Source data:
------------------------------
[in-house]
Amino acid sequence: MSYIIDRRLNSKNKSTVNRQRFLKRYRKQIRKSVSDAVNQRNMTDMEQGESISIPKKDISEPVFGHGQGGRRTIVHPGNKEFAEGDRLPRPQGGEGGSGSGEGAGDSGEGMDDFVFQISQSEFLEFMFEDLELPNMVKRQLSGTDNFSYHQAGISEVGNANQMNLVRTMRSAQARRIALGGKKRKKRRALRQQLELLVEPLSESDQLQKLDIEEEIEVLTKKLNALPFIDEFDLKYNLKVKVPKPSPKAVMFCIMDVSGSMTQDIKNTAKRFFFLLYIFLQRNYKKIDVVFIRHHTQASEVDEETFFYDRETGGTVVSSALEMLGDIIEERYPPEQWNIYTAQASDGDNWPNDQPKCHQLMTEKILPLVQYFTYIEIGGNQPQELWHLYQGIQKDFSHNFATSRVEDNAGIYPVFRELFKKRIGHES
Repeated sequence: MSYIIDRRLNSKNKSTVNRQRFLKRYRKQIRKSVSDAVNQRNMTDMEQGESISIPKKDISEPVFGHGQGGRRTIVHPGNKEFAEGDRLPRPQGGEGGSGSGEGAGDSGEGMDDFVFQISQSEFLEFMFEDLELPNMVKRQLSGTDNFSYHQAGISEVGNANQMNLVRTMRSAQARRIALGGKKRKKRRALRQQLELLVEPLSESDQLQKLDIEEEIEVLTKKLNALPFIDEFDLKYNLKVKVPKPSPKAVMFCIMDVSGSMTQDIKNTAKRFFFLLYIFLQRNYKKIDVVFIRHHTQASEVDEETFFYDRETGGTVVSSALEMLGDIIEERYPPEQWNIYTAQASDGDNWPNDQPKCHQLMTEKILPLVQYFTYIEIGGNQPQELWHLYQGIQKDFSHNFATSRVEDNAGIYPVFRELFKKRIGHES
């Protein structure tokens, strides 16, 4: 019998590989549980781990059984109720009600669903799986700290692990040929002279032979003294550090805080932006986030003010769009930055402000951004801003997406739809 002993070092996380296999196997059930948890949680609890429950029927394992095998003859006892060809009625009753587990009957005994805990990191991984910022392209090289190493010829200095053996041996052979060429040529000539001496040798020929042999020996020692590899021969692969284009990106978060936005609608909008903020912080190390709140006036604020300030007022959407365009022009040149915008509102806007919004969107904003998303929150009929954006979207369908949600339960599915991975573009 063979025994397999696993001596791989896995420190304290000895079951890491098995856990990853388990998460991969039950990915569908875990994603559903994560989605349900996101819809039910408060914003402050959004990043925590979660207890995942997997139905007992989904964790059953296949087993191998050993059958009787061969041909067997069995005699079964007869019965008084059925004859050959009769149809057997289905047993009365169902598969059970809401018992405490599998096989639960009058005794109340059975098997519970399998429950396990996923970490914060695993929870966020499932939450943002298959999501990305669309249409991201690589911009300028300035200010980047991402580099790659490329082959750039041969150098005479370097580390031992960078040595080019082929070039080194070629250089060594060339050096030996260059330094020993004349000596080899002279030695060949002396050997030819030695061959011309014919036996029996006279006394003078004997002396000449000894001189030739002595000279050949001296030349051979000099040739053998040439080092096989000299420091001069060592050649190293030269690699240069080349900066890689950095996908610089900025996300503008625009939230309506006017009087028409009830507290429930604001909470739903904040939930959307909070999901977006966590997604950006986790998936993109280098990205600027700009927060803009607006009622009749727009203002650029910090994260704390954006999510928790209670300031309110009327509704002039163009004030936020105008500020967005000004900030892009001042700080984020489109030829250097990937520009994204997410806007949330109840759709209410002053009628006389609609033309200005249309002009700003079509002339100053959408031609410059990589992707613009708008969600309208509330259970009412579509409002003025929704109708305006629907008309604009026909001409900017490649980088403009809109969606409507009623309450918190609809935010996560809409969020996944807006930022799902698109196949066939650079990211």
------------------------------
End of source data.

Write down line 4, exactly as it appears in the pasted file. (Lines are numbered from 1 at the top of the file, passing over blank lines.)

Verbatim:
């Protein structure tokens, strides 16, 4: 019998590989549980781990059984109720009600669903799986700290692990040929002279032979003294550090805080932006986030003010769009930055402000951004801003997406739809 002993070092996380296999196997059930948890949680609890429950029927394992095998003859006892060809009625009753587990009957005994805990990191991984910022392209090289190493010829200095053996041996052979060429040529000539001496040798020929042999020996020692590899021969692969284009990106978060936005609608909008903020912080190390709140006036604020300030007022959407365009022009040149915008509102806007919004969107904003998303929150009929954006979207369908949600339960599915991975573009 063979025994397999696993001596791989896995420190304290000895079951890491098995856990990853388990998460991969039950990915569908875990994603559903994560989605349900996101819809039910408060914003402050959004990043925590979660207890995942997997139905007992989904964790059953296949087993191998050993059958009787061969041909067997069995005699079964007869019965008084059925004859050959009769149809057997289905047993009365169902598969059970809401018992405490599998096989639960009058005794109340059975098997519970399998429950396990996923970490914060695993929870966020499932939450943002298959999501990305669309249409991201690589911009300028300035200010980047991402580099790659490329082959750039041969150098005479370097580390031992960078040595080019082929070039080194070629250089060594060339050096030996260059330094020993004349000596080899002279030695060949002396050997030819030695061959011309014919036996029996006279006394003078004997002396000449000894001189030739002595000279050949001296030349051979000099040739053998040439080092096989000299420091001069060592050649190293030269690699240069080349900066890689950095996908610089900025996300503008625009939230309506006017009087028409009830507290429930604001909470739903904040939930959307909070999901977006966590997604950006986790998936993109280098990205600027700009927060803009607006009622009749727009203002650029910090994260704390954006999510928790209670300031309110009327509704002039163009004030936020105008500020967005000004900030892009001042700080984020489109030829250097990937520009994204997410806007949330109840759709209410002053009628006389609609033309200005249309002009700003079509002339100053959408031609410059990589992707613009708008969600309208509330259970009412579509409002003025929704109708305006629907008309604009026909001409900017490649980088403009809109969606409507009623309450918190609809935010996560809409969020996944807006930022799902698109196949066939650079990211």